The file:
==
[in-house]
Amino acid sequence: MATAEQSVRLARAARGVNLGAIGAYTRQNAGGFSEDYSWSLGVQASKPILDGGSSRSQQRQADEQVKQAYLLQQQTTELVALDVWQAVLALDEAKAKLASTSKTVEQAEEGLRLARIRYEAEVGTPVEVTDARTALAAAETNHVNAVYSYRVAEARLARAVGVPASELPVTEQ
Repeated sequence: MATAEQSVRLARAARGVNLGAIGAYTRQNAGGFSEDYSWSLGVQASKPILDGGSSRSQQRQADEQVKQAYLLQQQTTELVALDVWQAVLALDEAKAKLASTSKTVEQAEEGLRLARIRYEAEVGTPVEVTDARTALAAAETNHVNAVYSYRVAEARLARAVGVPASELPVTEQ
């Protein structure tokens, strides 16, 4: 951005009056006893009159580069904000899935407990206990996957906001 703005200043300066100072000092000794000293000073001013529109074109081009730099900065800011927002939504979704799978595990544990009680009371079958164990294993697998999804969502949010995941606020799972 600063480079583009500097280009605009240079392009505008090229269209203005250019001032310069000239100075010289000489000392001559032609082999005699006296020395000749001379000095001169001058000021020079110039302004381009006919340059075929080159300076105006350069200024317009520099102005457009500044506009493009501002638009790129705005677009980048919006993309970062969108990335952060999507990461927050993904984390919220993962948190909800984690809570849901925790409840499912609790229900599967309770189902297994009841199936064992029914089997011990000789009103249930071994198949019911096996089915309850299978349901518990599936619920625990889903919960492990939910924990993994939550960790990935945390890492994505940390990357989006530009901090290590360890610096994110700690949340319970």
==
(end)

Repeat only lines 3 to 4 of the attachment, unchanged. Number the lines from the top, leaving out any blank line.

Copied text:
Repeated sequence: MATAEQSVRLARAARGVNLGAIGAYTRQNAGGFSEDYSWSLGVQASKPILDGGSSRSQQRQADEQVKQAYLLQQQTTELVALDVWQAVLALDEAKAKLASTSKTVEQAEEGLRLARIRYEAEVGTPVEVTDARTALAAAETNHVNAVYSYRVAEARLARAVGVPASELPVTEQ
């Protein structure tokens, strides 16, 4: 951005009056006893009159580069904000899935407990206990996957906001 703005200043300066100072000092000794000293000073001013529109074109081009730099900065800011927002939504979704799978595990544990009680009371079958164990294993697998999804969502949010995941606020799972 600063480079583009500097280009605009240079392009505008090229269209203005250019001032310069000239100075010289000489000392001559032609082999005699006296020395000749001379000095001169001058000021020079110039302004381009006919340059075929080159300076105006350069200024317009520099102005457009500044506009493009501002638009790129705005677009980048919006993309970062969108990335952060999507990461927050993904984390919220993962948190909800984690809570849901925790409840499912609790229900599967309770189902297994009841199936064992029914089997011990000789009103249930071994198949019911096996089915309850299978349901518990599936619920625990889903919960492990939910924990993994939550960790990935945390890492994505940390990357989006530009901090290590360890610096994110700690949340319970």